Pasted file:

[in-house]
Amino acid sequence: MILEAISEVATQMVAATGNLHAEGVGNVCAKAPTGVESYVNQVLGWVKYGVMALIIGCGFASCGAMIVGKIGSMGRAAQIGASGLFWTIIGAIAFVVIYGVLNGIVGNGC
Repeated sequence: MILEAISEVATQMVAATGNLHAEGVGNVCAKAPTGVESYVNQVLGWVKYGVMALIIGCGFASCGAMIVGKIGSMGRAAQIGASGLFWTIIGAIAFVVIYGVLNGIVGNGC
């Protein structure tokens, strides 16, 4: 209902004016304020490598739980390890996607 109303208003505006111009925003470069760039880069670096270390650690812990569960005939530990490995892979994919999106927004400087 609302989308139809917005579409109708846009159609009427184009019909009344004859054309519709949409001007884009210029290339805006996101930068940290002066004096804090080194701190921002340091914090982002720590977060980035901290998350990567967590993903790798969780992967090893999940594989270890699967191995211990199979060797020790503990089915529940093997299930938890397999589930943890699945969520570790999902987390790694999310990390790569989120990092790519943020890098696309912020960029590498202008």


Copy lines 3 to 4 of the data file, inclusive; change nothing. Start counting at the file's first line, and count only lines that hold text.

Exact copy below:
Repeated sequence: MILEAISEVATQMVAATGNLHAEGVGNVCAKAPTGVESYVNQVLGWVKYGVMALIIGCGFASCGAMIVGKIGSMGRAAQIGASGLFWTIIGAIAFVVIYGVLNGIVGNGC
């Protein structure tokens, strides 16, 4: 209902004016304020490598739980390890996607 109303208003505006111009925003470069760039880069670096270390650690812990569960005939530990490995892979994919999106927004400087 609302989308139809917005579409109708846009159609009427184009019909009344004859054309519709949409001007884009210029290339805006996101930068940290002066004096804090080194701190921002340091914090982002720590977060980035901290998350990567967590993903790798969780992967090893999940594989270890699967191995211990199979060797020790503990089915529940093997299930938890397999589930943890699945969520570790999902987390790694999310990390790569989120990092790519943020890098696309912020960029590498202008």